In a joint effort, the North American Electric Reliability Corp., Department of Energy and the Electric Power Research Institute developed a simulation tool for the electric industry to analyze geomagnetically induced currents on their systems. The software, which is an open-source code, was developed as part of NERC’s ongoing efforts to identify high-impact, low-frequency risks, such as the impact of geomagnetic disturbances effects on the bulk power system.
“One of the key findings in NERC's geomagnetic disturbance report is the bulk power system planners and operators require more tools to simulate the impacts of GIC on the grid,” said Mark Lauby, vice president and director of Reliability Assessments and Performance Analysis at NERC. “This open-source software is a starting point toward equipping the industry with the information needed to ensure continued bulk power system reliability.”
The GIC simulation program is capable of performing N-phase modeling, meaning the analysis is not limited to three-phase systems. Additionally, the program’s interface allows users to define circuit models, execute the functions of the program and implement algorithms that interact with the simulator. This allows users to dynamically change circuit parameters and modify input, enabling long-term (hours or days) analysis of GMDs.
The GIC program uses earlier research that integrates GMD modeling into power flow analysis and was conducted at the University of Illinois at Urbana-Champaign as part of the DOE-funded Power Systems Engineering Research Center (PSERC) Future Grid Initiative.
“Industry needs to know if and when the bulk power system and equipment are vulnerable to the effects of GMD,” said Richard Lordan, senior technical executive at EPRI. “This tool calculates the geomagnetically induced currents used to perform system and equipment analysis.”
The GIC simulation portion of the program was added to EPRI’s existing Open Source Distribution System Simulator (OpenDSS), which is a comprehensive electric power system simulation tool that supports frequency domain analyses.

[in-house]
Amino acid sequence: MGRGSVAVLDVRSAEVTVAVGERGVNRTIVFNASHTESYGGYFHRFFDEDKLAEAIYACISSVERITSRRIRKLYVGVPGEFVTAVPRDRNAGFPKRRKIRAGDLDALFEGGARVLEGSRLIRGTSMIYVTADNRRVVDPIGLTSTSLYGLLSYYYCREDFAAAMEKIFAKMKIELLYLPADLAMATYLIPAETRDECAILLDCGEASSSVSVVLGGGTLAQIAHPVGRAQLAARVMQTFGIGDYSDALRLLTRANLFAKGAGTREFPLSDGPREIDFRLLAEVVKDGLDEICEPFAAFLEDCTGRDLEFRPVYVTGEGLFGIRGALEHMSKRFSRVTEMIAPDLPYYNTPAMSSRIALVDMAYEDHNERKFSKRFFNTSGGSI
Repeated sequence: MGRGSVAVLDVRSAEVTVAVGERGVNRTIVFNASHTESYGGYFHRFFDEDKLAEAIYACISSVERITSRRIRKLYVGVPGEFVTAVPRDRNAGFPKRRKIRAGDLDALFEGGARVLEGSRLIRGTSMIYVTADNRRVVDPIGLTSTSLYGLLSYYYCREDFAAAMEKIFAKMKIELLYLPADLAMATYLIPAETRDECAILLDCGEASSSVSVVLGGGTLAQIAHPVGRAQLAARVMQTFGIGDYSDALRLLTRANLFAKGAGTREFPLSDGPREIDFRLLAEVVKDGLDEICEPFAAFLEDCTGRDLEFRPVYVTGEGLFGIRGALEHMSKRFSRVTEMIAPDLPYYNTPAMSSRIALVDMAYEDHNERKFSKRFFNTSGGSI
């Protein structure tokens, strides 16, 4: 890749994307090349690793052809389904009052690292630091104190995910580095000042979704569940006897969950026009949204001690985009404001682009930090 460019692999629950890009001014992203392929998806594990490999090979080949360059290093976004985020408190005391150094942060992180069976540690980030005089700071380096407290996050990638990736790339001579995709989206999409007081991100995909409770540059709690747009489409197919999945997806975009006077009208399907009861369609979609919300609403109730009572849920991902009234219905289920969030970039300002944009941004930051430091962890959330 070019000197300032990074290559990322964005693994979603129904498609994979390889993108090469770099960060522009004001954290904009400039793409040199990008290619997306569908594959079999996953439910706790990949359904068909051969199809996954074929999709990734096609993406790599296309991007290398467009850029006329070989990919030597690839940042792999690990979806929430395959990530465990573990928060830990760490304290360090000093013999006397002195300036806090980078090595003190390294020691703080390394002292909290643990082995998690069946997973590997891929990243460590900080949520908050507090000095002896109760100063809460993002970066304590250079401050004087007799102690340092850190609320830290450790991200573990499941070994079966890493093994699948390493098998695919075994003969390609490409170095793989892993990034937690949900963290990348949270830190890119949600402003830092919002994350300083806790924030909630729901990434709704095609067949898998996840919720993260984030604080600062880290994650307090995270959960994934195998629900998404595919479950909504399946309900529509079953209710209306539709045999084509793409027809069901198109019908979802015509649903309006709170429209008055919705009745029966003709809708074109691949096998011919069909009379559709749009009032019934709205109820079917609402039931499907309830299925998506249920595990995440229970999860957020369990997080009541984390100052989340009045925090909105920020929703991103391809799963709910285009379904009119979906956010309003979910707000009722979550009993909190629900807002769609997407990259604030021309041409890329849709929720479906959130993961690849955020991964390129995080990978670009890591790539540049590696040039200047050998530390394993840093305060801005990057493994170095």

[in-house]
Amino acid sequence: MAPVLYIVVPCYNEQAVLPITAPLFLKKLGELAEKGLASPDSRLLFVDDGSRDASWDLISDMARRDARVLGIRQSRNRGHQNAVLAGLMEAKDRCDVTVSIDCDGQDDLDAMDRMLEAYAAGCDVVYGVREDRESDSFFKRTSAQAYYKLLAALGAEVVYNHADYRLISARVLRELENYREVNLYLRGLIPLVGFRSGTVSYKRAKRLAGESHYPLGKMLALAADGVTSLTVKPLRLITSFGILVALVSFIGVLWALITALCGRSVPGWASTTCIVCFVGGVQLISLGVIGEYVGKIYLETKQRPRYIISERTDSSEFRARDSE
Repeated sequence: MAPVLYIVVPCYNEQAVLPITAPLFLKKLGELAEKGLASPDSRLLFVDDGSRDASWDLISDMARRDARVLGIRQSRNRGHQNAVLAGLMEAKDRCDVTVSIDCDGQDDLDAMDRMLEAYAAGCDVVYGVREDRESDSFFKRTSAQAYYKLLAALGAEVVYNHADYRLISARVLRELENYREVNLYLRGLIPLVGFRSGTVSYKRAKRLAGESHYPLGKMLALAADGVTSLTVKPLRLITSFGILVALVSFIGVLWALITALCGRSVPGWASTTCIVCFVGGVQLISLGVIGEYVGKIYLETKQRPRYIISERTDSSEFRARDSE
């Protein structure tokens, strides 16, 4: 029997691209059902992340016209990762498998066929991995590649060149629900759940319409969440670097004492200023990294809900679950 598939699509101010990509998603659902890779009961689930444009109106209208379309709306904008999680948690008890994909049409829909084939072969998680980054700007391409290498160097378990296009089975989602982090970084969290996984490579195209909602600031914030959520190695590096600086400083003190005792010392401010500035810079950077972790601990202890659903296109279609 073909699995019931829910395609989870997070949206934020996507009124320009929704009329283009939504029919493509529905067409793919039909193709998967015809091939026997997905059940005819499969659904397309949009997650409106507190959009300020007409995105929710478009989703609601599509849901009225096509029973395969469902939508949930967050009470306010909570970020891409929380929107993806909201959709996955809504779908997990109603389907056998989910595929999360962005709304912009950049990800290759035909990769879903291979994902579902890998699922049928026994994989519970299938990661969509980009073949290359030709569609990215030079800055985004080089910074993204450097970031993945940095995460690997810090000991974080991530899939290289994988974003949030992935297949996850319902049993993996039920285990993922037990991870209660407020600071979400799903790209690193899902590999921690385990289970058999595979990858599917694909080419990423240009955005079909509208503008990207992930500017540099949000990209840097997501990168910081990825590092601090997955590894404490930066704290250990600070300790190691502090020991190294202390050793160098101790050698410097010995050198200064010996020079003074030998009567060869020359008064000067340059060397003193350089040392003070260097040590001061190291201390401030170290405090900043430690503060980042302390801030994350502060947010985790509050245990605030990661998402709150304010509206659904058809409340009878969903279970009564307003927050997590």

The tool has been used for more than a decade in support of various research and consulting projects requiring system analysis. Improvements, such as GIC simulation capability, have advanced the use of the program. The OpenDSS software tool has been designed to be scalable so it can be modified to meet future needs.
Additionally, DOE, EPRI and industry are expanding the GIC monitoring system nationwide to produce additional measurements used to test and improve the accuracy of the tool’s models. Further, this network of GIC monitors will fortify industry’s ability in forecasting GICs and support operating action to mitigate their effects on the bulk power system.
NERC released the 2012 Special Reliability Assessment: Effects of Geomagnetic Disturbances on the Bulk Power System in February. The report takes a comprehensive look at multiple, complex issues to evaluate GMD effects; outlines the most likely outcomes; and offers short- and long-term recommendations for industry. The GMD report is the second of four ongoing efforts identified in the 2010 High-Impact, Low-Frequency Event Risk to the North American Bulk Power System report, which also includes the spare equipment database report, which has been released; and two upcoming reports from task forces focused on cyber attack and severe impact resilience.